Opp’s Spurlin is 1st 2017 Cancer Freeze recipient

Published 11:30 pm Monday, November 7, 2016

The Spurlins -- Robin, Dennis, Will and Wes. Courtesy of Cancer Freeze

The Spurlins — Robin, Dennis, Will and Wes.
Courtesy of Cancer Freeze

Cancer Freeze has announced its first 2017 recipient: Opp’s Robin Spurlin.

Spurlin is a former high school teacher and now stay-at-home wife and mom.

Spurlin said her mom was diagnosed with breast cancer in 2015.

“Her cancer was estrogen+ and progesterone+,” she said. “She had a bilateral mastectomy and was put on a drug called Femara for five years. We talked about genetic testing for me and my sister, but I pushed it all to the back of my mind not wanting to find out if I carried any genes that may cause cancer.”

Spurlin said she believed it would be something she would deal with in 15-20 years.

“On Feb. 23, 2016, at the age of 39, I was taking a shower and accidentally found a lump in my left breast,” she said. “My heart pounded. I asked my husband to feel if it was really there or not. It was there. It was so pronounced, I didn’t know how I hadn’t felt it before then.”

Spurlin was able to contact her gynecologist the next morning and had an appointment that day.

“I told him about my mother’s history and since I would be turning 40 in April, he ordered me to have a mammogram,” she said. “On March 8, I had my mammogram. After it was finished, I waited for it to be read to determine if I needed an ultrasound, which I did. The tech was super nice. She moved from the mass area to under my arm, and stayed in that location for a long time. It was at that moment I knew something was wrong.”

Spurlin said the ultrasound tech left the room and came back with the doctor.

“He sat down and told me that the mass and a lymph node were extremely suspicious and I needed a biopsy right then,” she said. “He also said he was 95 percent sure it would be cancerous.”

Spurlin said at that point, she didn’t hear anything else the doctor said.

“I held my hand up and told the doctor to stop talking because I didn’t understand what he was saying and asked them to go get my mom out of the waiting room,” she said. “On March 11, my mom and I sat across from the nurse as she told me the mass was malignant and I had invasive ductal carcinoma. Breast cancer. Cancer. How could this be? I breastfed both of my boys. I was a nonsmoker, and I hadn’t turned 40 yet.”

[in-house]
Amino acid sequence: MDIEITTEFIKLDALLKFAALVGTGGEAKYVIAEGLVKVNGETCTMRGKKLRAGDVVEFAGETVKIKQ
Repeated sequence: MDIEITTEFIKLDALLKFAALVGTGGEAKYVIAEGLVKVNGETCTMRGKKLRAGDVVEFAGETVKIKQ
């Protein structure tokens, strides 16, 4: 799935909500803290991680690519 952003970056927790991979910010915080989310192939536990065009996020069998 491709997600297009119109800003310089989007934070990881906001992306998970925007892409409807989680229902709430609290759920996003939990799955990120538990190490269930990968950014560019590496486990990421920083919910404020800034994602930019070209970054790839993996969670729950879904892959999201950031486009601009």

Spurlin’s husband, Dennis, works offshore and was at work.

“Now I had to tell my husband,” she said. “I would have to tell him over the phone that I had cancer. When I talked to him, I expected him to be upset, but he was strong. He told me that we were going to fight this together. He also told me that we needed all the prayers we could get. It was time to let all of our friends and family know.”

Then came the MRI and the surgical consultant with the general surgeon and plastic surgeon.

“As soon as I was diagnosed, I knew I wanted to have a bilateral mastectomy,” she said. “Both the general surgeon and the plastic surgeon agreed.”

On April 1, Spurlin had a mastectomy with tissue expanders, and sentinel node removal.

“On my way to my first expansion a week later, the general surgeon called to tell me my pathology results,” she said. “I was stage 2 triple negative with micro-invasion of the sentinel lymph node with lymphovascular invasion present.”

For Spurlin, this meant chemotherapy and radiation.

“I had it in my mind I would have the same treatment as my mom, so this was another moment I felt like my world had been taken out from under me,” she said. “I’m not a crier, but I busted out crying when the plastic surgeon came to my room and asked me how I was doing.”

On April 19, Spurlin turned 40 and had drains removed.

“Over the month of April, I would have expansions done once, sometimes twice a week,” she said.

She started chemo on May 4.

“The next week, I cut my hair off, I didn’t think I could handle seeing my natural curly hair falling out,” she said. “Then, after my second treatment, my hair started coming out by the handful, so I had it shaved off. Cancer was going to do a lot things to me, but losing my hair was going to be on my terms.”

Spurlin said she had four Adriamycin and Cytoxan, also known as red devil, treatments every other week, followed by weekly taxol treatments for 12 weeks.

“I finished my chemo treatments in October and am currently undergoing radiation,” she said.

Spurlin talked about her emotions.

“I was so mad when I was diagnosed. So much so, I quit praying. I would go to church, when I felt well enough to, and get angry. When people would tell me how strong I was, in my mind, I would argue with them, but the love and support I received from my family, friends, church family and community was so overwhelming. There is no way I could ever put into words appropriate enough to express how grateful I am. I have seen the love of Jesus through the actions of others. Now, instead of asking why this happened to me, I ask how I can help others.”

Cancer Freeze is set for Feb. 4, at Lake Jackson in Florala.

“My husband Dennis and I have been together since high school and have two sons, Will, who is a seventh grader at Opp Middle School, and Wes, who is a third grader at Opp Elementary School,” she said. “I am active in both the elementary and middle school PTOs and the Opp Bobcat Booster Club, as well as board member for the Opp Chamber of Commerce and the Opp Cultural Arts Center.”